Flooded roads  did not stop him on night  from getting to an ailing neighbor; he simply jumped on the tractor, put one arm around the driver and  the other held his worn leather doctor’s bag as they went to the hospital.

Dr. Watson received the Country Doctor of the Year award this month. The honors is awarded annual to a primary care physician who best exemplifies the spirit of rural practitioners.

At 78, he still sees up to 30 patients a day at the Yoakum Medical Clinic, the office where he has worked for half a century. He visits another 30 patients during daily rounds at the hospital and a local nursing home, treats children at the Bluebonnet Youth Ranch and continues to make house calls.

Love what you do -do it to the best of your abilities and the world will be a better place for you having walked and served here.

Thanks Dr. Watson for your dedicated loving service.

Yes Virginia the spirit of Christmas lives on every day through loving dedicated people.

Resources

Country Doctor of Year: 50 years of house calls

–  MONICA RHOR, AP Dec 29, 2008. as reported in YahooNews http://news.yahoo.com/s/ap/20081229/ap_on_re_us/country_doc;_ylt=Assc

Video http://www.breitbart.com/image.php?id=app-0a97c0ec-962d-440d-b410-864d8e3852cd&show_article=1&catnum=0&ch=BNImagesAll:

Become your best holiday spirit

Does your sense of separation often intensifies at the holidays.

Why?images-1

We have bought the notion that has been played out in movies and books for our entire lives. These warm cosy  scenes of a loving family joyously hugging each other by the fireside, enjoying dinner together or looking out a window together for Santa as the snow falls on the ground.

There is nothing wrong with these scenes for those that are blessed with those happy scenes as reality in their lives great. For those that have had other images of these holidays to live with then this exercise is for you.

Holiday Spirit Exercise

Gather the following  a piece of plain unlines paper and colored chalks, pencils, paints or crayons.

Draw an image of your home growing up at the holidays.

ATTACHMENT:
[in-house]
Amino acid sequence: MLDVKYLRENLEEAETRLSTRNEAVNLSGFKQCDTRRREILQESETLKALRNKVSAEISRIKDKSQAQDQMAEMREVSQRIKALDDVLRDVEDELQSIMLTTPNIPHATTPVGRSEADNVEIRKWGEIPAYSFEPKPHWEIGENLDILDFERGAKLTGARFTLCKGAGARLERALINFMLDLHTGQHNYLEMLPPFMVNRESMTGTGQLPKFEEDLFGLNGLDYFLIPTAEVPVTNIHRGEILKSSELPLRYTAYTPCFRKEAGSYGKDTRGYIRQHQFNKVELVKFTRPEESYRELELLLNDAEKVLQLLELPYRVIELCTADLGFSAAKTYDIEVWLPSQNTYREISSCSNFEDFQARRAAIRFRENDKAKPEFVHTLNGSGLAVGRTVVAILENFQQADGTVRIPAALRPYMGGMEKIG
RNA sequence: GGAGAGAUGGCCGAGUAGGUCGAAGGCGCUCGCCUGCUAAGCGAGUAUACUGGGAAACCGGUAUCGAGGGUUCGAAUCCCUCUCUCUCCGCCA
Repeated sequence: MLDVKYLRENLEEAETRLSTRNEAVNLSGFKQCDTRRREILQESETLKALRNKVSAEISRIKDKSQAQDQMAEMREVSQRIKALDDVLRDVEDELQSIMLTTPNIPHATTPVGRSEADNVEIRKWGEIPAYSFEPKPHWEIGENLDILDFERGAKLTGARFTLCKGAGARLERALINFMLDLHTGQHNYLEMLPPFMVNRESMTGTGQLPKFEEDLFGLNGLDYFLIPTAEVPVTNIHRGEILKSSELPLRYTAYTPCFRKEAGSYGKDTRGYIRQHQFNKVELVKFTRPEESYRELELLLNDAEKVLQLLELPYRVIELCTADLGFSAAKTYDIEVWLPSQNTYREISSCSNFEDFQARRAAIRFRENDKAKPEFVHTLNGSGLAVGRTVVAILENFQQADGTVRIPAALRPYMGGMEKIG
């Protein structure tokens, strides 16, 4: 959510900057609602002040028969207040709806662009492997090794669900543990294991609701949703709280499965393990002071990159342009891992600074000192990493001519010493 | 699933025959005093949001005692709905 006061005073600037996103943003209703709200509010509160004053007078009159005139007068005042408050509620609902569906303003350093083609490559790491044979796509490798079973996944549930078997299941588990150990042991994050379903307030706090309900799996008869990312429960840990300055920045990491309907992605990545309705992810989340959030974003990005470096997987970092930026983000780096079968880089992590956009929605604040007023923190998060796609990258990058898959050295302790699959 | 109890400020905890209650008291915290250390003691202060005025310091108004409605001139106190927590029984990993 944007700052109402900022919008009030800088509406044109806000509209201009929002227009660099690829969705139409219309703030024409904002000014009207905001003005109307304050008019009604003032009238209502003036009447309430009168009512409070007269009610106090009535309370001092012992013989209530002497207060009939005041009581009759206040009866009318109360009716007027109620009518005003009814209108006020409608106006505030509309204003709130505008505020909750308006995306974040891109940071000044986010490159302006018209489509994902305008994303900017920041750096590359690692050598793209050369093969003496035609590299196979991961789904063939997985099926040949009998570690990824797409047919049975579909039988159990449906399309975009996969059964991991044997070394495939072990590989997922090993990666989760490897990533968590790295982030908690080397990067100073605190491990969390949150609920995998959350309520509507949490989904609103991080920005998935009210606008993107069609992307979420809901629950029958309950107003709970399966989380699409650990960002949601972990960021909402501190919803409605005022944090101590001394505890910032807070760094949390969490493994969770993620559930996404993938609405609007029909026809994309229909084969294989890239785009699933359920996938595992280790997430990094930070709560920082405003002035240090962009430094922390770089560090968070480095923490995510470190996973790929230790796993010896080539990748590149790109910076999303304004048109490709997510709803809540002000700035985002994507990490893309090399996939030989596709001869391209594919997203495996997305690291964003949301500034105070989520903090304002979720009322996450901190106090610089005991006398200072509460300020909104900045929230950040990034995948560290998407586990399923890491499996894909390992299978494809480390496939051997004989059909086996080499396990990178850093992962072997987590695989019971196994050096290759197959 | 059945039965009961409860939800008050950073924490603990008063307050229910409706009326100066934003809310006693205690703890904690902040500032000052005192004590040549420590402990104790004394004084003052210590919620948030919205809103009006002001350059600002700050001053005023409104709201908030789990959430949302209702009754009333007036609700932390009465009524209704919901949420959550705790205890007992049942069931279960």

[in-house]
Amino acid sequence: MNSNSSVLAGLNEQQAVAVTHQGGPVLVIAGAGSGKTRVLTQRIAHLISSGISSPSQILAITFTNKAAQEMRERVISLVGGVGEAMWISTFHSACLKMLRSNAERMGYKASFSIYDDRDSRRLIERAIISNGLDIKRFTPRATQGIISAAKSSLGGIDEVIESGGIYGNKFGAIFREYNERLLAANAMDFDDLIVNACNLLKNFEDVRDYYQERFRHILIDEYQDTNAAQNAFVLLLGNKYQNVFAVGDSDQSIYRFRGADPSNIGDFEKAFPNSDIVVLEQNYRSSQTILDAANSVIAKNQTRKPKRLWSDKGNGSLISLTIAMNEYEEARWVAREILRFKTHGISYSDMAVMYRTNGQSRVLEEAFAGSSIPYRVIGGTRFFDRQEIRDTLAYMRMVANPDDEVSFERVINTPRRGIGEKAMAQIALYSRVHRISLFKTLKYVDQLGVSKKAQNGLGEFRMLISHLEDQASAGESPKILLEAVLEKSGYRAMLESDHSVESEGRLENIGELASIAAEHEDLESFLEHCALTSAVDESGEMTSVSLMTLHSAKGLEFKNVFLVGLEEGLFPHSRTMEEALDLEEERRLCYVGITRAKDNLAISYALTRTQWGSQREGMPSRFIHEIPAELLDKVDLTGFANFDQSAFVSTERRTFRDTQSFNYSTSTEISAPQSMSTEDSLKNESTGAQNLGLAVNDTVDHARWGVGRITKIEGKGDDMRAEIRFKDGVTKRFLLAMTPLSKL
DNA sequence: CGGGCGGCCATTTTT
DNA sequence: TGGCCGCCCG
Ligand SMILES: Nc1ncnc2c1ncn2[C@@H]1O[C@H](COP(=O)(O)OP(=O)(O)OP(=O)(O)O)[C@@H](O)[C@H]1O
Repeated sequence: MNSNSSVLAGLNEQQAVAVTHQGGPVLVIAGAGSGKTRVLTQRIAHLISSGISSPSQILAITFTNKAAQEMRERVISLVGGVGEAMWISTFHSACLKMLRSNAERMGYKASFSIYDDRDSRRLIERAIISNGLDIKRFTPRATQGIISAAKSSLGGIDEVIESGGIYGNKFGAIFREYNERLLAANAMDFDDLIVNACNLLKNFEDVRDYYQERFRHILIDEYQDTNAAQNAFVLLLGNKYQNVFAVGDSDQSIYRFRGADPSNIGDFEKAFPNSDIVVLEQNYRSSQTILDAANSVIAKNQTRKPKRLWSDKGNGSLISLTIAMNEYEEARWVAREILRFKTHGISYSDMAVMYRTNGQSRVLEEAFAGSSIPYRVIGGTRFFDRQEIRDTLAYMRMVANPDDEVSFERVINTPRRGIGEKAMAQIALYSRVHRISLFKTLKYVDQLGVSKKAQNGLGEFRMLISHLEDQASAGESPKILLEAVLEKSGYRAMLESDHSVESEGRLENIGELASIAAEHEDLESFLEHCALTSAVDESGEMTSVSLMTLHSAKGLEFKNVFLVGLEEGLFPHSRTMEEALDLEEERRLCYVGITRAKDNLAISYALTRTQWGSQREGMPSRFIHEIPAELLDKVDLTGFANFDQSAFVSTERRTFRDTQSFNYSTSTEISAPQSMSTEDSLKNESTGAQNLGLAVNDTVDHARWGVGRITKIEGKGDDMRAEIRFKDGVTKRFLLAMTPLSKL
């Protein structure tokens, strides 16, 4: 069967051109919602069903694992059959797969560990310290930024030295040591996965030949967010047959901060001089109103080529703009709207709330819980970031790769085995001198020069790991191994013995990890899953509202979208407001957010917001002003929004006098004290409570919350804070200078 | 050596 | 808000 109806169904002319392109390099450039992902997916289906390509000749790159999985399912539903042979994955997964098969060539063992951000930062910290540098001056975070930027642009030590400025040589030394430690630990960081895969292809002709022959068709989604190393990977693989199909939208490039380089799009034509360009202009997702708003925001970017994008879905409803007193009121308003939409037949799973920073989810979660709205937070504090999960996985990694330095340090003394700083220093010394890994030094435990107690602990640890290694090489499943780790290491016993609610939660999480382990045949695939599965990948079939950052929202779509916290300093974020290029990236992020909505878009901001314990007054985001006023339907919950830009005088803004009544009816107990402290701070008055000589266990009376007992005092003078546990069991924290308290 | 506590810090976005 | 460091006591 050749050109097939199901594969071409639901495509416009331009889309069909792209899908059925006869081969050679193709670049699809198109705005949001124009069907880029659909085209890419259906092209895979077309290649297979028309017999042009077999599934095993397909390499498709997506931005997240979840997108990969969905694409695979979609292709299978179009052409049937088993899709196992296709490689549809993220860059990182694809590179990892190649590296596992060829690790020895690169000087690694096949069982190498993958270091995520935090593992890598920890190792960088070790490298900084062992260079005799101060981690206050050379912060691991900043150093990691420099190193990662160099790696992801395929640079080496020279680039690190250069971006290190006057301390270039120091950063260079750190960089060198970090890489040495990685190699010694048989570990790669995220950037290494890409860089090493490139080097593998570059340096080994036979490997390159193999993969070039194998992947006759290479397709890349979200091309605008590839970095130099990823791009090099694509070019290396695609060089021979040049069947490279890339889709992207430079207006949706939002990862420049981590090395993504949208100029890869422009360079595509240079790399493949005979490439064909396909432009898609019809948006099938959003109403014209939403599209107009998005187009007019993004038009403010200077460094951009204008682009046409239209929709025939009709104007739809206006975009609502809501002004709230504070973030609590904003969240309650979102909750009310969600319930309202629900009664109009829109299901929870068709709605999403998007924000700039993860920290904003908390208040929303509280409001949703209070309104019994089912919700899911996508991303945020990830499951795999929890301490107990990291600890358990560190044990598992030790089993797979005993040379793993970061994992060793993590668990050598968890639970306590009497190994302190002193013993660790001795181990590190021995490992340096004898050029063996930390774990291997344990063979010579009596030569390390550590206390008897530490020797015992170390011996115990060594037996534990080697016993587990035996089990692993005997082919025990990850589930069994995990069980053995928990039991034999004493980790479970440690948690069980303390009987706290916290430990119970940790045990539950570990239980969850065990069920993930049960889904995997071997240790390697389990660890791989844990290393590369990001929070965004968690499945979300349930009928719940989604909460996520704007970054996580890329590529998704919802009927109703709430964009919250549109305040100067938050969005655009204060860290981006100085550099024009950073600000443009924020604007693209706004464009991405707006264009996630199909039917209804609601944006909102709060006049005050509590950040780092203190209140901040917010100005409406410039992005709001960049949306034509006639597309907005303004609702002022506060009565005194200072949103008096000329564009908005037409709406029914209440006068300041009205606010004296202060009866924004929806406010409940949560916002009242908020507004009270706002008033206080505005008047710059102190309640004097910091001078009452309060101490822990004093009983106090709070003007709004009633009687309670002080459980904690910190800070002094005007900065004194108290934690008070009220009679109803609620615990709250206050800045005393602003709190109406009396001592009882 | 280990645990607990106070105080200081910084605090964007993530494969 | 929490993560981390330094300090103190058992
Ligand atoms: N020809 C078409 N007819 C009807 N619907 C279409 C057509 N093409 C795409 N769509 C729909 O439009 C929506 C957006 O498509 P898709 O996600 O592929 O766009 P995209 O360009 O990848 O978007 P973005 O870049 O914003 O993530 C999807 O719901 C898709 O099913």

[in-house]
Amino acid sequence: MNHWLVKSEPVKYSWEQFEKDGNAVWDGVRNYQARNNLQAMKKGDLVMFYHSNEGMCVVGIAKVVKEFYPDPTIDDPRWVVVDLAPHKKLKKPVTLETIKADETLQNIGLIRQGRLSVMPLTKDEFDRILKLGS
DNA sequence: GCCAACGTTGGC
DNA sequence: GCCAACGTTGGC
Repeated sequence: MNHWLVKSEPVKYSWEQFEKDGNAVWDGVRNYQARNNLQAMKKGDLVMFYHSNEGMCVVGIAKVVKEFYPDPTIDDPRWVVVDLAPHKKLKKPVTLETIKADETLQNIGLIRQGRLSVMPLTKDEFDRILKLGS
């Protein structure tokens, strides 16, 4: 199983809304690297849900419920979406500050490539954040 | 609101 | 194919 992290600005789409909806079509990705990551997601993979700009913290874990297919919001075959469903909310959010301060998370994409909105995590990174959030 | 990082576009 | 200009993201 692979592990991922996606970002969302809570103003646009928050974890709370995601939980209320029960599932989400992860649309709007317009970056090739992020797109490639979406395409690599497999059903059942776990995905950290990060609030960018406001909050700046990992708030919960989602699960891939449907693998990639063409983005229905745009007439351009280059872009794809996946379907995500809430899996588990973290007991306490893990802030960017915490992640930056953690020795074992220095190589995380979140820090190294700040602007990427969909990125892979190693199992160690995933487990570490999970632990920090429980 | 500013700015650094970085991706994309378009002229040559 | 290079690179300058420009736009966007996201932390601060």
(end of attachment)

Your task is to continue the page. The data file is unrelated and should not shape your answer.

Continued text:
Put in words images, colors anything that makes the scene as vivid as possible.  Then write a little about how you as a child felt during this time.

Then turn the sheet over and draw a perfect holiday for you today.

Who would be there.

How would they interact?

What would they bring to share?

How would everyone feel being with each other in this perfect holiday scene?

What is the one thing you could do today to help make this scene possible?

Give up wishing .  Just do it -Live it.images-2

Become the holiday spirit you always wanted and share it with others.

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Laughing together improves communications

The holidays are a perfect time to practicing laughing to reduce your stress. Research shows that

Laughing even if it a practiced exercise can

  1. Lower your stress.
  2. Increase the feel good hormones called endorphins.
  3. Will be good exercise for your abdominal muscles.
  4. Increase the oxygen in your blood.
  5. Extend your life.
  6. Increase your health and well-being.laughing2

Here is the laughing  exercise

Repeat out loud alone or with others

“HOhO! HEhE! HAhA! repeat 5 to 10 times. Several times a day inside and outside of your house or when your stopped in traffic.

Warning if you have a heart condition or lung or  severe abdominal problems check with your health practitioner first. This exercise is good exercise.

Check out how you feel now.

image courtesy of

http://www.horse-racing-tip.com/images/laughing2.jpg